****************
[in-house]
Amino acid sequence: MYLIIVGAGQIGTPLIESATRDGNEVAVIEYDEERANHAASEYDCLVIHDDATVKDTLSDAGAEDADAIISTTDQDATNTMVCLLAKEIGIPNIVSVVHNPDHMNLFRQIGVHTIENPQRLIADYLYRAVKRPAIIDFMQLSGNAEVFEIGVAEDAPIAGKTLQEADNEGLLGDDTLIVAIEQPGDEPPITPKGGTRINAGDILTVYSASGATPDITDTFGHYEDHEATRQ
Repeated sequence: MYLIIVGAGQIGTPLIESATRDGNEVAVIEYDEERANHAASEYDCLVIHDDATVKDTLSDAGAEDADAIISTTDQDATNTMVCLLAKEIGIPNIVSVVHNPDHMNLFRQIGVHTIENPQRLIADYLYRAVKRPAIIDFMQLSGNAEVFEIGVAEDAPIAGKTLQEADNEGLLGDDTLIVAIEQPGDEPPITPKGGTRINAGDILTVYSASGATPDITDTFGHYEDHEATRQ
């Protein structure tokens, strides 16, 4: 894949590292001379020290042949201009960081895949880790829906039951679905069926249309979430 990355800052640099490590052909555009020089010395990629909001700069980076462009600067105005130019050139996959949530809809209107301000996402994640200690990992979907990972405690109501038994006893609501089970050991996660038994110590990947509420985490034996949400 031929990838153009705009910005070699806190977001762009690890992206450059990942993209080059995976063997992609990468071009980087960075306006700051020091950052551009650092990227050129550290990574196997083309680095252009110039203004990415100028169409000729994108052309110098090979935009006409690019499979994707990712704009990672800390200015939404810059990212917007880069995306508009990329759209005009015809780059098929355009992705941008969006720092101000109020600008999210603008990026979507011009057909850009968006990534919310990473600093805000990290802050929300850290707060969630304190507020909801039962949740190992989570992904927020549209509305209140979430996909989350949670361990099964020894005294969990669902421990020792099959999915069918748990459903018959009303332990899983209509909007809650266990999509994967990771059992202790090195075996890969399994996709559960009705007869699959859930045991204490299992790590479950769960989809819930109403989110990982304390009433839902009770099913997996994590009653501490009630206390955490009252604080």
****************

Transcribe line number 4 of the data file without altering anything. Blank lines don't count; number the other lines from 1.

């Protein structure tokens, strides 16, 4: 894949590292001379020290042949201009960081895949880790829906039951679905069926249309979430 990355800052640099490590052909555009020089010395990629909001700069980076462009600067105005130019050139996959949530809809209107301000996402994640200690990992979907990972405690109501038994006893609501089970050991996660038994110590990947509420985490034996949400 031929990838153009705009910005070699806190977001762009690890992206450059990942993209080059995976063997992609990468071009980087960075306006700051020091950052551009650092990227050129550290990574196997083309680095252009110039203004990415100028169409000729994108052309110098090979935009006409690019499979994707990712704009990672800390200015939404810059990212917007880069995306508009990329759209005009015809780059098929355009992705941008969006720092101000109020600008999210603008990026979507011009057909850009968006990534919310990473600093805000990290802050929300850290707060969630304190507020909801039962949740190992989570992904927020549209509305209140979430996909989350949670361990099964020894005294969990669902421990020792099959999915069918748990459903018959009303332990899983209509909007809650266990999509994967990771059992202790090195075996890969399994996709559960009705007869699959859930045991204490299992790590479950769960989809819930109403989110990982304390009433839902009770099913997996994590009653501490009630206390955490009252604080």